Oh, also read 101 Cookbooks and Omnivore Books postings. Pitch Perfect Audio (Matt Rotunda) is one of my favorite audio shops and people in the US! I say this in hope that you understand my enthusiasm for the Bay Area and tea, as well as the sincerity of my question. It’s part of how I learn. You know, who to trust where the real information is concerned. Thanks for any help you can provide. Best, Doug (Douglas & Peggy, Tucson, AZ)
Thank you so much for taking the time to research us and to ask this great question. Tea has been growing like crazy in America, and as you can see in Tuscon, the number of options is growing quickly.
If there’s one thing I can say for certain about tea, it’s this: Tea is personal. We’ve got our opinions and perspectives, but I don’t assume they are right for everyone. Way to go for doing the research and making up your own mind on the subject.
We live in a culture that denies fear. I guess that’s not surprising considering how uncomfortable cold, raw fear is. But it’s a disservice because if there’s one thing I know for sure it’s that you cannot run from fear, and you definitely cannot hide.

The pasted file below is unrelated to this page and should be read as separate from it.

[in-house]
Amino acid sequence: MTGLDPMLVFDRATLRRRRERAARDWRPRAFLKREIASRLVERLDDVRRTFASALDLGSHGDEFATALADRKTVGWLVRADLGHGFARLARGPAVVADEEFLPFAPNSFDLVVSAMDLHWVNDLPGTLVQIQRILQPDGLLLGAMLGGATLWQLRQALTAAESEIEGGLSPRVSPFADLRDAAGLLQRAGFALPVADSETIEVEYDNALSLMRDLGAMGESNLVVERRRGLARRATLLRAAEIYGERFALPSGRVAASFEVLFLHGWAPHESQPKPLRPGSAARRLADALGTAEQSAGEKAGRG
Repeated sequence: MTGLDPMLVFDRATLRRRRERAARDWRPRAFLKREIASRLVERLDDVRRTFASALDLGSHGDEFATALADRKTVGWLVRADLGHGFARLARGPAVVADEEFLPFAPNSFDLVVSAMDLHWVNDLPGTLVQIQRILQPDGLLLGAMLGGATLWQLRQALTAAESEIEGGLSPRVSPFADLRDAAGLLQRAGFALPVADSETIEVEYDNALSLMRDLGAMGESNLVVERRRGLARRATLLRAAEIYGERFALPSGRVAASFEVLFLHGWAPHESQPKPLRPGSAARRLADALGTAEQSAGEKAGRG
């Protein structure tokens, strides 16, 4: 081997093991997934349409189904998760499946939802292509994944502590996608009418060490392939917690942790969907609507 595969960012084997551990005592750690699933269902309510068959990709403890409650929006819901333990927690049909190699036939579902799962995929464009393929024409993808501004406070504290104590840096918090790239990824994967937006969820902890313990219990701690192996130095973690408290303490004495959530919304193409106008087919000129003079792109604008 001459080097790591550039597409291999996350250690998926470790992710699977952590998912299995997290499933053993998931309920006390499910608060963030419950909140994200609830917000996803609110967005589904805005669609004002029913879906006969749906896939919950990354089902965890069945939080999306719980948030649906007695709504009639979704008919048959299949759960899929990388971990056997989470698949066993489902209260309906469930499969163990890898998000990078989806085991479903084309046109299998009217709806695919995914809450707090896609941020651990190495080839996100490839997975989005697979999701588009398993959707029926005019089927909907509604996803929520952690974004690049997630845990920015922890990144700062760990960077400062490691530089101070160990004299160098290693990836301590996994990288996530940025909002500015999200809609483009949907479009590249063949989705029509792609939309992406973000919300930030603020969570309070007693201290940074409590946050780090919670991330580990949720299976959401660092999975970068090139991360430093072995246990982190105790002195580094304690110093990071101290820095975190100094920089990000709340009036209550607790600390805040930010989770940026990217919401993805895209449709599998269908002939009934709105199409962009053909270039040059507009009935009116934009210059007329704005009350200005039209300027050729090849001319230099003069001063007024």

Before Samovar Tea Lounge, I had a “killer” job in high-tech. My fear then was that I would never leave. Golden handcuffs bound me 10 hours a day to a life that was compromised. Uninspired. After I finally drew the courage to change and started Samovar, customers would walk in asking for coffee, or if we were a Chinese restaurant—and leave me haunted by visions of it all coming crashing down.
Try a flight of three top-quality pu-erhs at the Mission-Castro and Hayes/Hayes Valley Tea Lounges! This tea flight is a great opportunity to experience the complexities that make each tea uniquely delicious. And then there’s the chocolate.
Pu-erh Tea is the class of tea that is aged to perfection. It gets its name from the market of the city of Pu-erh, in Yunnan Province, China, where this tea was historically brought for sale from the more remote regions of the countryside where the tea is actually grown and processed. ?Authentic Pu-erh are made with Yunnan’s famous broad-leaf tea tree varietals. Unlike white, green, yellow, black, and most oolong teas, which are highly perishable and have a short shelf life, well-made pu-erh teas may be stored and aged for years of enjoyment.
There are two types of Pu-erh: Raw (or sheng) Pu-erh and Ripe (or shou) Pu-erh; both types of Pu-erh Tea (Raw and Cooked) are made with Sai qing “sun-cured green tea,” which is processed by withering, roasting, rolling, kneading and drying the leaves in the sun. Sheng Pu-erhs are aged naturally over time; Shou Pu-erhs are ripened using a modern, intentionally accelerated aging process.